By: Raul da Gama, Hot House
There are many moments on Cimarron (E7 Studios), the sophomore album from pianist Josean Jacobo and Tumbao, when you feel overcome by a sort of ancient spiritual magic. That is becaue Josean’s pianism is completely subsumed by the forces that have molded his spiritual heritage. That unique aspect of being Afro-Dominican seems forged into the ebony and ivory keys of the piano. It is, as he says, “The spiritual magic brought by the African slaves, mixed with the Catholic beliefs of their masters. So you may hear an explosive rhythm that might resemble an African culture mixed with chants that talk about the Virgin Mary of any of the Catholic saints.”
In what appears to be a fascinating break with almost all forms of Afro-Latin jazz, Josean’s music is organically bred by merging myriad inflectional varieties of rhythms used in the development of the language of Afro-Dominican music. “We have many different rhythms to work with,” he says. “When I say many, I don’t know the exact number of them, but I am sure there are more than 30. I have heard people say that there are around 90 different rhythms, but I cannot confirm that myself.” Still, listening to his music on Cimarron, you would think that the rhythmic variety was endless. You only have to experience the breathtaking re-invention of John Coltrane’s deeply meditative song “Lonnie’s Lament” on this recording to feel what he is talking about.
Rippling jazz grooves form from Josean’s piano, with a delicate curlicue of melodic and harmonic lines, as the rest of the group is roused by the thunderous collision of Afro-Dominican rhythms. All this produces music that has a cinematic quality launched almost entirely by broodingly percussive tumbling grooves. At his heart, it is driven by the impulse to create the spiritual magic that comprises Josean’s music. “Spiritually, you can find inspiration in music,” he says. “It fills the mind with ideas of hope for a musician, as well as for society, which is sorely in need of change.”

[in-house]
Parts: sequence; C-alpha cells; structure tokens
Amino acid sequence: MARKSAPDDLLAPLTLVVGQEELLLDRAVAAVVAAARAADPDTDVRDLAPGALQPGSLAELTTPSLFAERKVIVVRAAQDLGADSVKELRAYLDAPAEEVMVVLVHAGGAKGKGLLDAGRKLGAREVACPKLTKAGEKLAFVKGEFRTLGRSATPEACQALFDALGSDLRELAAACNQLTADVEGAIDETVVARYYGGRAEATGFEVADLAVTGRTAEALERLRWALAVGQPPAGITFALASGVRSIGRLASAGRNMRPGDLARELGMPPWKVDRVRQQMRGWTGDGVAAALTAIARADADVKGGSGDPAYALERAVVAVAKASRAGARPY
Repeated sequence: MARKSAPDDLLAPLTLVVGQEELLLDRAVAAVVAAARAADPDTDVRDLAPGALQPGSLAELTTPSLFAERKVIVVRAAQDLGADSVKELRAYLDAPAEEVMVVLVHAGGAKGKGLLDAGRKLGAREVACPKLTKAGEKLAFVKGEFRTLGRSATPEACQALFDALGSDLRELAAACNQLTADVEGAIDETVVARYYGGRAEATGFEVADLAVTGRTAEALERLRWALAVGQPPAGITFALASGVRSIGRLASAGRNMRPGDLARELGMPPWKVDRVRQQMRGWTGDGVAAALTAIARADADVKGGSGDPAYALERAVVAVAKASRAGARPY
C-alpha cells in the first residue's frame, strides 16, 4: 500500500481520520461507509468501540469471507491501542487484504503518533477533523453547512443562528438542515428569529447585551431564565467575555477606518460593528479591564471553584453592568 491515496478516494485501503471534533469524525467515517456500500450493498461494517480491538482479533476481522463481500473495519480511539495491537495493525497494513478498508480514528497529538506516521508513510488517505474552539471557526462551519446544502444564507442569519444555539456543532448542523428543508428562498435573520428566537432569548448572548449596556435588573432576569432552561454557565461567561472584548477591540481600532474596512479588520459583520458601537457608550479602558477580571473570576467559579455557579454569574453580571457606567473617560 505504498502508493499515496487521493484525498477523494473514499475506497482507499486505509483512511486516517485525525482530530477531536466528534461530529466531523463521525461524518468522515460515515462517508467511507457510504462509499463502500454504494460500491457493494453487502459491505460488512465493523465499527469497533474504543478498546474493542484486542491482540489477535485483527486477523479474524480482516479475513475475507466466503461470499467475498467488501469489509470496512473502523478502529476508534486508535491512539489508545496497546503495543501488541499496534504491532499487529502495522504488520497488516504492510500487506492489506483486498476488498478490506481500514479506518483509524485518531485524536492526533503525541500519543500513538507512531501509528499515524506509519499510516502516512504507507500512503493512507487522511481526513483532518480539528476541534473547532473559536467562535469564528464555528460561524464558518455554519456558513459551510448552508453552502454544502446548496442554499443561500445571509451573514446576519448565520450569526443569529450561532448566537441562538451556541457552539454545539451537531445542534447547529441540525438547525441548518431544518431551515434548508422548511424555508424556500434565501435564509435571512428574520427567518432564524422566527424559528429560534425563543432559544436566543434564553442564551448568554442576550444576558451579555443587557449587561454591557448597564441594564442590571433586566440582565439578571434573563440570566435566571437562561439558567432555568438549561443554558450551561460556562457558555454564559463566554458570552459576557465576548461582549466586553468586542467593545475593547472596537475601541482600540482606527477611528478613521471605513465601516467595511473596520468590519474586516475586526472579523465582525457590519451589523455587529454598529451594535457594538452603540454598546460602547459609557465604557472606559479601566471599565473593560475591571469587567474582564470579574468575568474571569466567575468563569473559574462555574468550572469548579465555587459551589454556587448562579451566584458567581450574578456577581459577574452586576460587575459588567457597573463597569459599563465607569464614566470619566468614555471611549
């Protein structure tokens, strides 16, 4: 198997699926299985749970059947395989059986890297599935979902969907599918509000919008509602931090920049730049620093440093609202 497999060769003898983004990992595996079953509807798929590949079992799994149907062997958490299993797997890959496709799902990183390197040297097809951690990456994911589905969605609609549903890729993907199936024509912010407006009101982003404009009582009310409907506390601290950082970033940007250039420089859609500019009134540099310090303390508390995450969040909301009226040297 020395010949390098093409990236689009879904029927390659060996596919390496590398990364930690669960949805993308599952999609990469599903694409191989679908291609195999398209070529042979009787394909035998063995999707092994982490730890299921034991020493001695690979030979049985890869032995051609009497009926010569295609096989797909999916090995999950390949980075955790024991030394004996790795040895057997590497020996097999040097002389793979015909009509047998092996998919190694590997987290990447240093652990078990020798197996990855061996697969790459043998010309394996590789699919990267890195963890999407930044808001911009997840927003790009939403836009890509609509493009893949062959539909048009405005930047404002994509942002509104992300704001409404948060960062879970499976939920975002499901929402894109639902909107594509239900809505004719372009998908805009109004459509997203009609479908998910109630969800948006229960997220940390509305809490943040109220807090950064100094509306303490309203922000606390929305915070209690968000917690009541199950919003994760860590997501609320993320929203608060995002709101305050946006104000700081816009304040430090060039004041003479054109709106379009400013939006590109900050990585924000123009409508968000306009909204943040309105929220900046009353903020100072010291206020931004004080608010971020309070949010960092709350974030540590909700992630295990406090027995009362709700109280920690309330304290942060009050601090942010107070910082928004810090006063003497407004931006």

Josean’s music dances like the proverbial double helix. It is rooted in the very soul of Afro-Dominican music and it seems poised to revolutionize Latin jazz. He is diffident about praise, retreating to an interior space to explain what makes his music so eloquently different. “Unlike other Caribbean cultures like Cuba, in Afro-Dominican music the lowest pitch tambor does the improvising, so that when this drum plays a certain pattern you can feel the vibration in your bones,” he says. “Afro-Dominican jazz expression gives me the necessary tools to transmit to my Dominican people that we can free ourselves from the cultural boundaries that politicians and history has set for us. I believe that this can bring the world closer together and make us forget our differences and start focusing on our similarities instead.”